• In May, prices for staple cereals have continued to rise across most markets, driven by low supply following the below-average harvests, looting, and trade disruptions; atypically high demand with the early start of the lean season; and ongoing severe deterioration in economic conditions characterized by high inflation and continued local currency depreciation. Sorghum prices increased by an average of 16 percent compared to last month (April 2024) and are 90 percent higher than prices at the peak of 2023 lean season (September 2023). Kadugli and Ad Deain markets reported the highest price increases of 268 and 188 percent compared to the last lean season, respectively, driven by the low supply amid disruption of trade and above average demand from rising numbers of IDPs. Millet and wheat prices increased on average 8-10 percent compared to the last month (April 2024), remaining 150-160 percent higher than the pre-conflict period (March 2023) and 80-90 percent higher than last lean season. While livestock prices have also increased by 5-10 percent from April to May, they are not keeping pace with cereal price increases, compounding the deterioration in household purchasing capacity.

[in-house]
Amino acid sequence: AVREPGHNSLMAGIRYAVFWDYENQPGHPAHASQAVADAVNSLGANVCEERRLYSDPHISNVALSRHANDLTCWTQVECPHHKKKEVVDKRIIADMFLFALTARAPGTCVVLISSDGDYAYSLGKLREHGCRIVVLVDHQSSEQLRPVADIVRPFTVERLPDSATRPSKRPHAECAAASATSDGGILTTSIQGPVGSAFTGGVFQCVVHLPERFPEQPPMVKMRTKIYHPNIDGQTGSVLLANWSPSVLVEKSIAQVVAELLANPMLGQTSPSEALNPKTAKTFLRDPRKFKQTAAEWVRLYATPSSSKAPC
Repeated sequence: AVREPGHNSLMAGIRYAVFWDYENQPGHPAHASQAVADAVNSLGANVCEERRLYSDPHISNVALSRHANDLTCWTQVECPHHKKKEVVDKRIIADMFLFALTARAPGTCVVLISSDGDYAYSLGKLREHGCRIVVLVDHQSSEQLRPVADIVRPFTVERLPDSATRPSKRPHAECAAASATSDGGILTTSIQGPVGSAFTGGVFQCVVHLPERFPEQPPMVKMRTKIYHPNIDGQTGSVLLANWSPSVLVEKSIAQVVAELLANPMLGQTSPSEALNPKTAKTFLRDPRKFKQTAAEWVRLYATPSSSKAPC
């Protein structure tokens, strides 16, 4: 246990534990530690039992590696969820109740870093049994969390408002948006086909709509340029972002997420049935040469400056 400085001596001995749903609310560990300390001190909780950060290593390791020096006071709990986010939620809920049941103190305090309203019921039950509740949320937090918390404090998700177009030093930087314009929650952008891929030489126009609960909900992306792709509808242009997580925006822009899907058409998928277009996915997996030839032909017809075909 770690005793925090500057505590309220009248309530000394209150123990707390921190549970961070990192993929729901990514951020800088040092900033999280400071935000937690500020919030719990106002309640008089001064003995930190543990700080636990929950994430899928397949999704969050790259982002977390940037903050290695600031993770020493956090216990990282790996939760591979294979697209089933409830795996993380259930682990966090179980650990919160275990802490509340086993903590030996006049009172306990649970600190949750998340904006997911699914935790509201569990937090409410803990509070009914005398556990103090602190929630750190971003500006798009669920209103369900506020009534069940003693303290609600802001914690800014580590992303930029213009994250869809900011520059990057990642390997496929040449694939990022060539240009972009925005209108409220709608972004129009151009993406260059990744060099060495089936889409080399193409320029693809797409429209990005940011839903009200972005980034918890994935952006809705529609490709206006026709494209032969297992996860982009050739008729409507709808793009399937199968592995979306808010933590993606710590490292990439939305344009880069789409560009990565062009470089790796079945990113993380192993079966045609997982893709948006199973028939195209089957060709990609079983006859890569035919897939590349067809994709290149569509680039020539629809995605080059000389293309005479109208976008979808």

• The rains have yet to begin in Sudan, reflecting a slight delay in the southern most parts of Kordofan and Blue Nile. According to ensemble forecasts, seasonal cumulative rainfall is expected to be above-average due to the anticipated transition to La Niña conditions during the upcoming rainy season months (June to September). The risk of flooding, which typically peaks in August and September, is expected to be further aggravated by the release in May of large volumes of water from the Jinja Dam in Uganda, similar to volumes released in May 2020 under similar conditions of high water levels in Lake Victoria. According to an Alert released by the South Sudan government, this water is likely to reach the Sudd wetlands in 3 months before flowing onward to Sudan via White Nile State. Given the combination of these elements, there is an increased likelihood that seasonal flood extent this year will be above normal and likely similar to recent years of severe flooding in Sudan.
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Sudan Acute Food Insecurity Classification (May 2024 - September 2024)

Forward-looking analysis representing the most likely food security outcomes for the near term (May 2024) and medium term (June 2024 - September 2024) periods.